MONTREAL — The legacy of one of Canada’s most celebrated moviemakers and the fate of a film gala bearing his name are in doubt with the release of a new book alleging the director was a pedophile.
Quebec director Claude Jutra’s sexuality was a poorly hidden secret at a time when homosexuality was taboo. But the alleged proclivities of the man who put francophone cinema on the map from just after the Second World War until shortly before he committed suicide in 1986, have stunned even his closest friends.
Now Québec Cinéma, the organization that represents the province’s film industry, says it is reviewing the claims, the fallout and the necessary next steps. Already, some are calling for Quebec’s top film award ceremony, the Jutras, to be renamed or boycotted when they are held next month.
“We are taking this very seriously and we’re going to follow this matter so that we will be ready to make the right decisions that may eventually have to be made,” Ségolène Roederer, director general of Québec Cinéma, said in an interview.
Roederer said her organization is nevertheless “astonished” at the way a legend of the province’s cinema is being dismantled based on the vague allegations laid out in five pages of a biography.
“No charges have been laid. Nobody has been cited. Nothing,” Roederer said.
The book, by retired university film professor Yves Lever, is only hitting bookstore shelves today.
“It was generally presumed that Claude Jutra’s lovers were at least the legal age of 18 years old. But during filming, especially in the regions, his promiscuity made it impossible to keep a secret. Jutra’s penchant for young boys was quickly noticed,” Lever writes.
In interviews with the Quebec media, Lever claims Jutra had several lovers that were about 14 years old. Until the law was changed to 16 in 2008, 14 was the minimum age at which an individual could consent to sexual relations.
But Lever claims that at least one victim was “much younger.” The author said he knows who the individual is and has corroborated the case with half-a-dozen sources. But Lever refuses to release additional details, saying the victim, who declined to speak with the author, would then be easily identifiable.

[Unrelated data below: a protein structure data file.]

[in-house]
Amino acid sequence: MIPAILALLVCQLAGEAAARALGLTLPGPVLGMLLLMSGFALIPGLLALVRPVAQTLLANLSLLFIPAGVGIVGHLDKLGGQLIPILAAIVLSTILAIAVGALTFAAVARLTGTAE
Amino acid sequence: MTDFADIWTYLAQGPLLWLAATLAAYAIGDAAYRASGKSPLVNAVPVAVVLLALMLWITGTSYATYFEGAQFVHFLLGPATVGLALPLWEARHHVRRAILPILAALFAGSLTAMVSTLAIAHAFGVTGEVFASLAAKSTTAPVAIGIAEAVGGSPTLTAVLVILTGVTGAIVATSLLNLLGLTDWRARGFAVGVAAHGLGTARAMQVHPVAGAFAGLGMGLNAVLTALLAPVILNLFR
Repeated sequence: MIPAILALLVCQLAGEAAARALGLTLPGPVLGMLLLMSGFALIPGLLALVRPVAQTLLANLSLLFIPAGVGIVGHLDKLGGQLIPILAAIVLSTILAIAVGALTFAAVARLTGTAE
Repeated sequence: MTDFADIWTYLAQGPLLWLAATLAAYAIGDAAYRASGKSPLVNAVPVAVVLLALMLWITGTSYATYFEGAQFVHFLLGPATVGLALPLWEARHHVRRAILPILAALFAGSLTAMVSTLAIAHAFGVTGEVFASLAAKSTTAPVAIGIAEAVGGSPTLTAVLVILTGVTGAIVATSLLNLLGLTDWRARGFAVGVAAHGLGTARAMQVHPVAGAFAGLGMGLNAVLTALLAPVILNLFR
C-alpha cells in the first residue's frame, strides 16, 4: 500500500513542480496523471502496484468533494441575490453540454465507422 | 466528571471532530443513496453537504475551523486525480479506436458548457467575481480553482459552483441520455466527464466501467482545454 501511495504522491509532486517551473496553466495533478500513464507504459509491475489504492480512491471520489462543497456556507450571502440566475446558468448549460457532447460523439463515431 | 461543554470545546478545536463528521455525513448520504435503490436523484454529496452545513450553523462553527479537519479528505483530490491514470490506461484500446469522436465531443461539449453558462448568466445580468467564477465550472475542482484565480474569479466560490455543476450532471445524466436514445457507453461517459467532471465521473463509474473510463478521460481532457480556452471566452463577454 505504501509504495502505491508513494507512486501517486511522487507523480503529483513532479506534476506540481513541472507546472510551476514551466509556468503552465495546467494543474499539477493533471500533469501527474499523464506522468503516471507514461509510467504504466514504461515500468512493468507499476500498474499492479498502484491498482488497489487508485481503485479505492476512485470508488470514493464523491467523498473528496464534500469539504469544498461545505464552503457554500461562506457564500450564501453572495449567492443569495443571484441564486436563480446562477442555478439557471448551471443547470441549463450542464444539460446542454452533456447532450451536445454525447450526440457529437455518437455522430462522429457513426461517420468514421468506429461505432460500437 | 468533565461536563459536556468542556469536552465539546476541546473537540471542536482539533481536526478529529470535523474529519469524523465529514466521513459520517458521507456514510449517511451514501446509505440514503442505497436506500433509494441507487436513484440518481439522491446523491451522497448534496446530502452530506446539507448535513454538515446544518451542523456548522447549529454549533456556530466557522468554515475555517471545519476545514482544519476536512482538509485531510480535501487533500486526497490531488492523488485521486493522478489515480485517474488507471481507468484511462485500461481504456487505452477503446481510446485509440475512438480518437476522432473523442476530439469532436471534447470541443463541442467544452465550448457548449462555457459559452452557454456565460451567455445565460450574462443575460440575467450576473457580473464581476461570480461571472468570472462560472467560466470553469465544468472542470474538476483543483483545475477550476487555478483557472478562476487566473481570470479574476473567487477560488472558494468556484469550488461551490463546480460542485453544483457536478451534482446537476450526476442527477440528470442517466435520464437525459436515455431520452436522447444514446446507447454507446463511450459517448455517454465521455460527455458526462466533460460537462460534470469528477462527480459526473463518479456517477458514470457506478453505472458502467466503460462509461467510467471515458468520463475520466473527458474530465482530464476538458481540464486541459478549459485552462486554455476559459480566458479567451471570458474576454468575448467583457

“If some friends think (Jutra’s) pedophilic practices were above all platonic, numerous testimonies reveal that this wasn’t the case,” Lever writes. “Obviously, nobody can know how many adolescents were victims of his actions. No one has ever complained to the authorities.”
One of Jutra’s closest friends, screenwriter Claude Fournier, told the TVA network Monday: “In all the years that I knew Claude I had no knowledge of these tendencies. It’s not impossible, but I didn’t know it.”
Fournier added that there is now a responsibility on the alleged victim to come forward and clarify the events concerning the celebrated figure.
In part, this is because Jutra is no longer alive to defend himself. The 56-year-old director jumped from Montreal’s Jacques Cartier bridge on Nov. 5, 1986, after experiencing memory loss following a diagnosis of Alzheimer’s disease.
“To my mind it is the duty of this person to give up their anonymity. At least then we would know if it is true,” Fournier said. “It would be sad. It would be the dark side of Jutra for which we would have confirmation. But at least it wouldn’t be a reputation totally demolished because of — perhaps — an attempt to sell a book.”
Paule Baillargeon, another film director and friend who produced a 2002 documentary about Jutra, said it was well known that he was attracted to younger men, but not to prepubescent children. In an interview with 98.5FM radio host Benoît Dutrizac, she characterized Jutra as a “pederast” rather than a “pedophile.”
“I think the difference is important. I don’t think the term ‘pedophile’ fits Claude Jutra,” Baillargeon said.
One of Jutra’s most celebrated works is 1971 film Mon oncle Antoine, which has been recognized by the Toronto International Film Festival as one of the top-10 Canadian films ever made. The legendary film critic Roger Ebert included the movie on his best-ever list.
He won five Canadian Film Awards — the film industry’s top distinction and a precursor to the Genies. He also went on to win two Genies in 1986 — best achievement in direction and best screenplay for the 1985 film La Dame en Couleurs.
An avowed Quebec separatist, Jutra turned down the Order of Canada when he was nominated for the federal honour in 1972.
Across Quebec, Jutra has streets named in his honour as well as a downtown Montreal park named after him, in which can be found the sculpture that is the prototype for the coveted Jutra trophy.
The annual film gala in Jutra’s name also receives financial support from the governments of Canada and Quebec, the city of Montreal, and corporate sponsors like Amazon, Quebecor and National Bank.
Montreal Mayor Denis Coderre said the allegations have sent “shockwaves” through the province.
“First thing’s first. You can’t defend the indefensible. I haven’t read the biography but it’s a very serious allegation,” Coderre said. “We’re going to take the time to look at it … If it is the case then we’ll take concrete steps, but we’ve got to go step by step.”